Tuesday 26 September 2023
Climate of Hungary - general characteristics

Hungary lies between 45°45' and 48°35' north latitude, roughly halfway between the Equator and the North Pole, in the temperate zone according to the solar climate classification. The climate of Hungary is very variable as it is equally affected by the high-moisture oceanic air masses with more balanced temperature, the fundamentally dry continental air masses with extreme temperature fluctuations, and the mild, high humidity air masses coming from the Mediterranean Sea. In summer, most of the air masses (60-70%) are of marine origin, whereas during the cold winter months, continental air masses are more dominant. The northwest-southeast orientation of the distribution of meteorological elements reflects the influence of the Atlantic Ocean to the northwest and the Mediterranean Sea to the southeast.

Although the extent of Hungary is relatively small and has no significant differences in topography, the effects of the Carpathian Mountains and the surrounding mountains can also be observed in the spatial distribution of climatic elements.

 1. ábra

Figure 1
Climatic regions in Hungary (based on climate classification of György Péczely )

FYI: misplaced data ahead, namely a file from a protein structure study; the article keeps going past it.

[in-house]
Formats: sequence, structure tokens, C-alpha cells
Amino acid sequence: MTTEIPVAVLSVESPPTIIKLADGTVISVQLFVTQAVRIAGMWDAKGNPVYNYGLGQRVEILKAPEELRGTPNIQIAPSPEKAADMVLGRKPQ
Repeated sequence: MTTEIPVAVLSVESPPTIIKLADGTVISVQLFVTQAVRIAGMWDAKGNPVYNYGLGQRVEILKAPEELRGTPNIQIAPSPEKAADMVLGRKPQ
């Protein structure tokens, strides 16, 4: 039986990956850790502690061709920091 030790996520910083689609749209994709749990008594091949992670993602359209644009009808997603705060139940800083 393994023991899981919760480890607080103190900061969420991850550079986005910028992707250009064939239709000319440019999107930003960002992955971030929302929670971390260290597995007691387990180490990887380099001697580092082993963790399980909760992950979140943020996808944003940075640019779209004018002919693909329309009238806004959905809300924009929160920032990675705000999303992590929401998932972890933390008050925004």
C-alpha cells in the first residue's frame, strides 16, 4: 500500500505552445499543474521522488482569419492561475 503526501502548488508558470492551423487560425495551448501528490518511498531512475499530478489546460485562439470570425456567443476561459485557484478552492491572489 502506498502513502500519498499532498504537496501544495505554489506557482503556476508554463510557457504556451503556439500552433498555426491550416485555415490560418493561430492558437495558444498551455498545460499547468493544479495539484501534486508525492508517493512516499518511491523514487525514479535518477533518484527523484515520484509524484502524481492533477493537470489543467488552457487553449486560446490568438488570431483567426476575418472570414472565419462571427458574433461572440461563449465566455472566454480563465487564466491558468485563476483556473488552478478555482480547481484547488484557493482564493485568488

The country is located in the zone of western winds, and due to its location - surrounded by the Carpathian and Alpine mountain ranges - the prevailing wind direction is northwest, while southerly winds have a secondary maximum.

Hungary's climate can be classified according to two prominent global climate classification systems. Based on the Köppen classification, a substantial part of the country falls under the Cfa warm-temperate climate zone characterized by a uniform distribution of precipitation and a hot summer climate type. Conversely, according to the Trewartha classification, Hungary is classified under the continental climate type, characterized by long warm seasons. These climate classification systems are inadequate in demonstrating the climatic variations among different regions in Hungary. To address this, György Péczely developed a method specifically applicable to Hungary that categorizes the heat and water supply of regions based on the average temperature during the vegetation period and the aridity index. The resulted climatic zones arise from the combined application of the two criteria. According to the Péczely classification, most of Hungary falls into the warm-dry category. The warm-dry regions are generally surrounded by warm and moderately warm zones (Figure 1), while moderately cool and cool regions can be found only in high-altitude areas. The Bükk Plateau is the only area with cool-wet climatic conditions.